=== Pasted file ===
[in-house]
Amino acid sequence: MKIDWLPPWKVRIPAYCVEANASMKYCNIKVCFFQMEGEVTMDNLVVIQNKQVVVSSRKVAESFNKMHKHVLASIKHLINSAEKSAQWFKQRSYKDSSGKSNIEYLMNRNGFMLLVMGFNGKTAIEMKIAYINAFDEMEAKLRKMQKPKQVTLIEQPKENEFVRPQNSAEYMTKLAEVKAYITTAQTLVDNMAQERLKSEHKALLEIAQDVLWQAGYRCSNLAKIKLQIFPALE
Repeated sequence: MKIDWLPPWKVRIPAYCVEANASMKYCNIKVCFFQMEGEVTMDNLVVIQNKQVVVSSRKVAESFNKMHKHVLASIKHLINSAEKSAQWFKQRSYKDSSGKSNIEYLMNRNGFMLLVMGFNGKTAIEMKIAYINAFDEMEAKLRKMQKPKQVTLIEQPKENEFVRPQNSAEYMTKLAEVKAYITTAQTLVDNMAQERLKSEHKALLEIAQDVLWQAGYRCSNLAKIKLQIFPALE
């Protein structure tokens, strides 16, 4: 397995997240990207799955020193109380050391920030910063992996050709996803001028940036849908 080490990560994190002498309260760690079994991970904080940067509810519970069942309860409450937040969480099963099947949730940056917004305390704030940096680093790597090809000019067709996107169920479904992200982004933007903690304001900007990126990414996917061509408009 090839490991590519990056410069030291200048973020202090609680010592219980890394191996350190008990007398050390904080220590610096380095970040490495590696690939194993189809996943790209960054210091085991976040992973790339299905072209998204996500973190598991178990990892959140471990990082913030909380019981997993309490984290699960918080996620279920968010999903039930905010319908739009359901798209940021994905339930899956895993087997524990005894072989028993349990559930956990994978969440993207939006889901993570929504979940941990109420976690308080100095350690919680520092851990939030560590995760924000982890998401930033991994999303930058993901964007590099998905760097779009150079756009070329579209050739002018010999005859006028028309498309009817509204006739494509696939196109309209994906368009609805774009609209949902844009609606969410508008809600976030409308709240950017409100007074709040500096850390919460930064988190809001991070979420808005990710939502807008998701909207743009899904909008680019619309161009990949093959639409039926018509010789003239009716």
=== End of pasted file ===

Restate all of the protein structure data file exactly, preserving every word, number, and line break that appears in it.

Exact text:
[in-house]
Amino acid sequence: MKIDWLPPWKVRIPAYCVEANASMKYCNIKVCFFQMEGEVTMDNLVVIQNKQVVVSSRKVAESFNKMHKHVLASIKHLINSAEKSAQWFKQRSYKDSSGKSNIEYLMNRNGFMLLVMGFNGKTAIEMKIAYINAFDEMEAKLRKMQKPKQVTLIEQPKENEFVRPQNSAEYMTKLAEVKAYITTAQTLVDNMAQERLKSEHKALLEIAQDVLWQAGYRCSNLAKIKLQIFPALE
Repeated sequence: MKIDWLPPWKVRIPAYCVEANASMKYCNIKVCFFQMEGEVTMDNLVVIQNKQVVVSSRKVAESFNKMHKHVLASIKHLINSAEKSAQWFKQRSYKDSSGKSNIEYLMNRNGFMLLVMGFNGKTAIEMKIAYINAFDEMEAKLRKMQKPKQVTLIEQPKENEFVRPQNSAEYMTKLAEVKAYITTAQTLVDNMAQERLKSEHKALLEIAQDVLWQAGYRCSNLAKIKLQIFPALE
């Protein structure tokens, strides 16, 4: 397995997240990207799955020193109380050391920030910063992996050709996803001028940036849908 080490990560994190002498309260760690079994991970904080940067509810519970069942309860409450937040969480099963099947949730940056917004305390704030940096680093790597090809000019067709996107169920479904992200982004933007903690304001900007990126990414996917061509408009 090839490991590519990056410069030291200048973020202090609680010592219980890394191996350190008990007398050390904080220590610096380095970040490495590696690939194993189809996943790209960054210091085991976040992973790339299905072209998204996500973190598991178990990892959140471990990082913030909380019981997993309490984290699960918080996620279920968010999903039930905010319908739009359901798209940021994905339930899956895993087997524990005894072989028993349990559930956990994978969440993207939006889901993570929504979940941990109420976690308080100095350690919680520092851990939030560590995760924000982890998401930033991994999303930058993901964007590099998905760097779009150079756009070329579209050739002018010999005859006028028309498309009817509204006739494509696939196109309209994906368009609805774009609209949902844009609606969410508008809600976030409308709240950017409100007074709040500096850390919460930064988190809001991070979420808005990710939502807008998701909207743009899904909008680019619309161009990949093959639409039926018509010789003239009716």